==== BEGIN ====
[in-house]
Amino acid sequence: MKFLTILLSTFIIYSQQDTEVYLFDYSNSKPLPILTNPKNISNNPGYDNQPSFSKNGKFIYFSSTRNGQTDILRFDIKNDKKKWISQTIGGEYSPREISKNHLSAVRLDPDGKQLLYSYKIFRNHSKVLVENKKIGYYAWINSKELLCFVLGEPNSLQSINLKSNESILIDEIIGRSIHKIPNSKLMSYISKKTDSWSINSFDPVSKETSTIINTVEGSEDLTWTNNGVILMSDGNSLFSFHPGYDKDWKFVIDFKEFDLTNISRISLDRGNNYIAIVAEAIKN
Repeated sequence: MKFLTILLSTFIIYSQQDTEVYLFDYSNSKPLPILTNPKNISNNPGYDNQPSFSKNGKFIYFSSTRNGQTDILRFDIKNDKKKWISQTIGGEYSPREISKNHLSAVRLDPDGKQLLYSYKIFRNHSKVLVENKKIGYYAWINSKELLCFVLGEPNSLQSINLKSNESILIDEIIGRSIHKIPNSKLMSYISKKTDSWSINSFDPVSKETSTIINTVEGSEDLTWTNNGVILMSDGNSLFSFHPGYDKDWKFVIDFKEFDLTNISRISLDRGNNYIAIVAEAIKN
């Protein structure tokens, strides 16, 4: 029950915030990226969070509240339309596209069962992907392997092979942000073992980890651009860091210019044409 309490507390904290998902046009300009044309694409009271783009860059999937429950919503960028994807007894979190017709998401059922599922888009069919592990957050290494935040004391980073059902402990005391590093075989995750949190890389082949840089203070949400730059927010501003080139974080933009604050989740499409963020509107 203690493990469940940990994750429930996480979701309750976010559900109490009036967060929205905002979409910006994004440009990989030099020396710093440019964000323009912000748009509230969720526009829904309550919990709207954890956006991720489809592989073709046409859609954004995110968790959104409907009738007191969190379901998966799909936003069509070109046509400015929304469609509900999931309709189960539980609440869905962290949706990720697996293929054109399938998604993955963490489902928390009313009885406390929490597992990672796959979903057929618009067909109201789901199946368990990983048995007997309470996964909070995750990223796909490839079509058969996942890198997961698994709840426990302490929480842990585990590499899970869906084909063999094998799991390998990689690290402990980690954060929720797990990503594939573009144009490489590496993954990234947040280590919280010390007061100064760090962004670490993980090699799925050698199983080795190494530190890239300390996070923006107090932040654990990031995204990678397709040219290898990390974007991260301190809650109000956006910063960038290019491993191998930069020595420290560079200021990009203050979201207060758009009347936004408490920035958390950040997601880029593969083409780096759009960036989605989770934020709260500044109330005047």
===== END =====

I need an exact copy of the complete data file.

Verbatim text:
[in-house]
Amino acid sequence: MKFLTILLSTFIIYSQQDTEVYLFDYSNSKPLPILTNPKNISNNPGYDNQPSFSKNGKFIYFSSTRNGQTDILRFDIKNDKKKWISQTIGGEYSPREISKNHLSAVRLDPDGKQLLYSYKIFRNHSKVLVENKKIGYYAWINSKELLCFVLGEPNSLQSINLKSNESILIDEIIGRSIHKIPNSKLMSYISKKTDSWSINSFDPVSKETSTIINTVEGSEDLTWTNNGVILMSDGNSLFSFHPGYDKDWKFVIDFKEFDLTNISRISLDRGNNYIAIVAEAIKN
Repeated sequence: MKFLTILLSTFIIYSQQDTEVYLFDYSNSKPLPILTNPKNISNNPGYDNQPSFSKNGKFIYFSSTRNGQTDILRFDIKNDKKKWISQTIGGEYSPREISKNHLSAVRLDPDGKQLLYSYKIFRNHSKVLVENKKIGYYAWINSKELLCFVLGEPNSLQSINLKSNESILIDEIIGRSIHKIPNSKLMSYISKKTDSWSINSFDPVSKETSTIINTVEGSEDLTWTNNGVILMSDGNSLFSFHPGYDKDWKFVIDFKEFDLTNISRISLDRGNNYIAIVAEAIKN
């Protein structure tokens, strides 16, 4: 029950915030990226969070509240339309596209069962992907392997092979942000073992980890651009860091210019044409 309490507390904290998902046009300009044309694409009271783009860059999937429950919503960028994807007894979190017709998401059922599922888009069919592990957050290494935040004391980073059902402990005391590093075989995750949190890389082949840089203070949400730059927010501003080139974080933009604050989740499409963020509107 203690493990469940940990994750429930996480979701309750976010559900109490009036967060929205905002979409910006994004440009990989030099020396710093440019964000323009912000748009509230969720526009829904309550919990709207954890956006991720489809592989073709046409859609954004995110968790959104409907009738007191969190379901998966799909936003069509070109046509400015929304469609509900999931309709189960539980609440869905962290949706990720697996293929054109399938998604993955963490489902928390009313009885406390929490597992990672796959979903057929618009067909109201789901199946368990990983048995007997309470996964909070995750990223796909490839079509058969996942890198997961698994709840426990302490929480842990585990590499899970869906084909063999094998799991390998990689690290402990980690954060929720797990990503594939573009144009490489590496993954990234947040280590919280010390007061100064760090962004670490993980090699799925050698199983080795190494530190890239300390996070923006107090932040654990990031995204990678397709040219290898990390974007991260301190809650109000956006910063960038290019491993191998930069020595420290560079200021990009203050979201207060758009009347936004408490920035958390950040997601880029593969083409780096759009960036989605989770934020709260500044109330005047």